Why Introduce the SDM?
Expanding contraceptive choice increases
The success of a family
planning program depends on its ability to meet the
family planning needs of the populations it serves,
including their need for specific methods, whether they
are for spacing or limiting births. Research shows that
when people can choose among several different contraceptive
methods they are more likely to find – and use
– a method that appeals to them .
With the introduction of the SDM in Peru, for example,
approximately 5% of all new family planning users in
areas served selected the SDM in the first year the
method was introduced .
Most couples using periodic
abstinence do not have correct information on how to
It is estimated that 27 million couples worldwide,
representing 2.6% of all couples in reproductive age,
use periodic abstinence to avoid pregnancy .
The majority of them, however, do not know when they
are most likely to get pregnant – often making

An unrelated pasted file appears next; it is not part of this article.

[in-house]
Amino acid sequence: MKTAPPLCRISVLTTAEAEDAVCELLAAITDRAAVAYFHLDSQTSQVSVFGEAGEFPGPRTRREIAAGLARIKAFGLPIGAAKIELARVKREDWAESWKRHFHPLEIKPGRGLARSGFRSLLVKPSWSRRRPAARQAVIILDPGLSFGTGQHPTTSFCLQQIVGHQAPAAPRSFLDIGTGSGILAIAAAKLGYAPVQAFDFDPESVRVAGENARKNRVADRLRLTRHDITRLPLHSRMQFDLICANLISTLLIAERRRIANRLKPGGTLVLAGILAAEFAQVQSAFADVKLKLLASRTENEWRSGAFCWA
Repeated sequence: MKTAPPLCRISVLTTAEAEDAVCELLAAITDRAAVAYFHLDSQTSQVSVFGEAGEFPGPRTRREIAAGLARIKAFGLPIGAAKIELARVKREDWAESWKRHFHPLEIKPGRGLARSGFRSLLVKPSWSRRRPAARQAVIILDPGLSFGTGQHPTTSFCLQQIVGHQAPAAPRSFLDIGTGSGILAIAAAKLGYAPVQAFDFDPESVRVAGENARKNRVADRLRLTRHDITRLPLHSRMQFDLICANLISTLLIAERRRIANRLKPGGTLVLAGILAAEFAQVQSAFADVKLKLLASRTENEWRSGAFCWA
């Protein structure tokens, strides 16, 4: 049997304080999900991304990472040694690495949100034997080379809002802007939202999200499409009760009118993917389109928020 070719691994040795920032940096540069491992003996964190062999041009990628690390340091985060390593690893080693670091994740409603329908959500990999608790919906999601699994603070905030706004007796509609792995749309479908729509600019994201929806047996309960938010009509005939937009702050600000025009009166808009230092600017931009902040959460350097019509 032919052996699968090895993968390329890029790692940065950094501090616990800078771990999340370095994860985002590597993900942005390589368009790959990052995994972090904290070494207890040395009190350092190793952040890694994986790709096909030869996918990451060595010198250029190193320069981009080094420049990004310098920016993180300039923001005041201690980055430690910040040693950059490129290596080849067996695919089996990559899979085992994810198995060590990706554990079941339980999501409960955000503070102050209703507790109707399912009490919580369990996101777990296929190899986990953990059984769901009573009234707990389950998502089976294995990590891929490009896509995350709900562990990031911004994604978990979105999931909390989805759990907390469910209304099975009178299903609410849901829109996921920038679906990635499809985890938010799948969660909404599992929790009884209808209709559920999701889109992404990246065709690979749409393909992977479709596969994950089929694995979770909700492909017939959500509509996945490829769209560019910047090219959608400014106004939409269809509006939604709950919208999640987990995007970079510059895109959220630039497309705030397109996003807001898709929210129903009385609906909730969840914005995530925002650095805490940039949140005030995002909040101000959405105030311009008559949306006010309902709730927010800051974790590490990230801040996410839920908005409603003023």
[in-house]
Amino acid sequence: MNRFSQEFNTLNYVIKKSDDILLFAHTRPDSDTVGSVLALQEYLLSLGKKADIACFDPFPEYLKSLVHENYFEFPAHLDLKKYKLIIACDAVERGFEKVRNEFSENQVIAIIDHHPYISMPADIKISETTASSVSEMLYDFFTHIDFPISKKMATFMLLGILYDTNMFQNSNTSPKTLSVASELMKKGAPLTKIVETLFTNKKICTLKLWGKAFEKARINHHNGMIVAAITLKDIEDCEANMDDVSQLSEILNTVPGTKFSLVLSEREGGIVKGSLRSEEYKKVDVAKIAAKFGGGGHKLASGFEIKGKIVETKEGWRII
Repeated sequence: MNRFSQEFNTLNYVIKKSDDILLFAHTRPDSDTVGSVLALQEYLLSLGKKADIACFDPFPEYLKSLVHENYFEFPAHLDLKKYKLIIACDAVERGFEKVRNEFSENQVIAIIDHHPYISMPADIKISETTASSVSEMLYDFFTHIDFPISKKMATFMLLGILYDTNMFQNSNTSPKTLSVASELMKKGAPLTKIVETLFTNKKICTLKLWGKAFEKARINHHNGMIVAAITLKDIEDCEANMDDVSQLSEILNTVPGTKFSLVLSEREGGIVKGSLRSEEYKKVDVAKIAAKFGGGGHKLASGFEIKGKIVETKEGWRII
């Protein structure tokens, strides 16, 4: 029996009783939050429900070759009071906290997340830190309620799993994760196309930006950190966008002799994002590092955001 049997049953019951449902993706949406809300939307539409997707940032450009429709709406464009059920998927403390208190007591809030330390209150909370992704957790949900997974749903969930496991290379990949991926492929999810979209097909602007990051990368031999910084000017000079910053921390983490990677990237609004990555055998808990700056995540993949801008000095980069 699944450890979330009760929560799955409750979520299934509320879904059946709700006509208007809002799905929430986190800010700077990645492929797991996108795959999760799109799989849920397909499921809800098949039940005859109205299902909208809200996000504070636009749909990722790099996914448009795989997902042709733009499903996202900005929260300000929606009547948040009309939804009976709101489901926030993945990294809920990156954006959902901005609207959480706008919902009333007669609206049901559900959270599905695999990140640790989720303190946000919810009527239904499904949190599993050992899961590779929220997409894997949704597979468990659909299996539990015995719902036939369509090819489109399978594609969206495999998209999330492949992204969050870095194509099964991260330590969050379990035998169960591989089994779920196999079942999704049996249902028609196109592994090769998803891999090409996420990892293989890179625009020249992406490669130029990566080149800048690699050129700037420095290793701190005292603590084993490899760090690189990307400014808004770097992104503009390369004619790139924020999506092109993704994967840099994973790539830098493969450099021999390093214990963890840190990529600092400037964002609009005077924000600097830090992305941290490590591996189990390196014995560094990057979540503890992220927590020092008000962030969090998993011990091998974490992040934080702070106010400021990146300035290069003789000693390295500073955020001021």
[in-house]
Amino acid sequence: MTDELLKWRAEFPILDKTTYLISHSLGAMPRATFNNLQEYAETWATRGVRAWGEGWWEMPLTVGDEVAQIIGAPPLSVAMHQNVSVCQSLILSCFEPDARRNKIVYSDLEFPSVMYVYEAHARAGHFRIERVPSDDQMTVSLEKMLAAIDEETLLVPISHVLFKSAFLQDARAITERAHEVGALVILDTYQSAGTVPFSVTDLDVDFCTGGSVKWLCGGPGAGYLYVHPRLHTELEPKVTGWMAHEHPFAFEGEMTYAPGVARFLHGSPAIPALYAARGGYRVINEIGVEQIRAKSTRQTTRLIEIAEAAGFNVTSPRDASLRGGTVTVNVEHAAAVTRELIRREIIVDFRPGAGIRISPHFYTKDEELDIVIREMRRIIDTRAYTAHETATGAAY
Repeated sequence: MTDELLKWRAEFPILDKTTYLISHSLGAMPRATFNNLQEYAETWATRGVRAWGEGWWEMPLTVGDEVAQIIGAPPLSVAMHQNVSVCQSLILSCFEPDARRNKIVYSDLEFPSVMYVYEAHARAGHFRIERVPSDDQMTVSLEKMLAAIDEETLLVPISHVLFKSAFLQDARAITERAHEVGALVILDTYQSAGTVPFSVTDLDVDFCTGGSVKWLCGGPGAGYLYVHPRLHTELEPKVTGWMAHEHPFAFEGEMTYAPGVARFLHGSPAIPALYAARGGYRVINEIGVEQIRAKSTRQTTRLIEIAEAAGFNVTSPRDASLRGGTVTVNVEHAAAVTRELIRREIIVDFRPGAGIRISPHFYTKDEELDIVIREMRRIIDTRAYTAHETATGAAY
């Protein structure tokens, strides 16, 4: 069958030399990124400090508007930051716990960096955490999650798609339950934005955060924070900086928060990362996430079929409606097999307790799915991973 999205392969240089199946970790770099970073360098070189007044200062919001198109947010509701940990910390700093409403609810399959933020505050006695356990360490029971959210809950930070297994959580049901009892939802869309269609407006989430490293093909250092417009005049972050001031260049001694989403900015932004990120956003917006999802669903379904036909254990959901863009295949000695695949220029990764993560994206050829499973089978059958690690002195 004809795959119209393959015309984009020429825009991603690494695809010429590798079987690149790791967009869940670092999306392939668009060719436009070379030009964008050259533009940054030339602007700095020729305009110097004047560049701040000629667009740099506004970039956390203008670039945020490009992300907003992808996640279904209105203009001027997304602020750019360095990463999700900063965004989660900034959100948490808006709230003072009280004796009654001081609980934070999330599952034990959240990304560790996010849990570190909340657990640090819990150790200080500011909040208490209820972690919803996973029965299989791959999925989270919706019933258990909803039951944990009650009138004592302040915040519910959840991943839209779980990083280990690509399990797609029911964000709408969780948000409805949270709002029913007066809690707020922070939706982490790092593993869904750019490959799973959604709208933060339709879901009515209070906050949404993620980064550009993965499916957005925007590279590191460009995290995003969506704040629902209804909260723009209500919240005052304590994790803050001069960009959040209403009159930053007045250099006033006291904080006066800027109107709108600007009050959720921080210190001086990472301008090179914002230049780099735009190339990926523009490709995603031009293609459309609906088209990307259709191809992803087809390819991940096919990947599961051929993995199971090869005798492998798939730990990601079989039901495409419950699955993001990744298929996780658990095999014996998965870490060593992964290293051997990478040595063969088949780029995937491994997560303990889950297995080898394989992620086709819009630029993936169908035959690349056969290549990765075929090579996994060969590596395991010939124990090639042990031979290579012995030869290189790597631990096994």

their efforts to avoid pregnancy unsuccessful.
Reasons for Making the SDM Part of Your Program
Additionally, millions of women who do not want to get pregnant
are not using method family planning. Others using a method
inconsistently, switching methods frequently or discontinuing
a method after just a few months of use. Many of these women
could benefit from simple, accurate information about their
fertility – to help them know when to avoid unprotected
intercourse to prevent pregnancy.
SDM can be offered easily and effectively by
a wide range of organizations
Incorporating the SDM helps programs expand informed choice,
reduce unmet need and increase contraceptive prevalence. It
is easy for organizations to offer the SDM because the method
does not require special equipment or infrastructure. In fact,
a wide range of organizations – ministries of health,
family planning associations, faith-based groups and NGOs –
are now offering the SDM. It has been offered successfully by
community volunteers, community-based health workers and NGO
outreach workers as well as by auxiliary nurses and physicians.
Salvador, for example, the SDM was successfully incorporated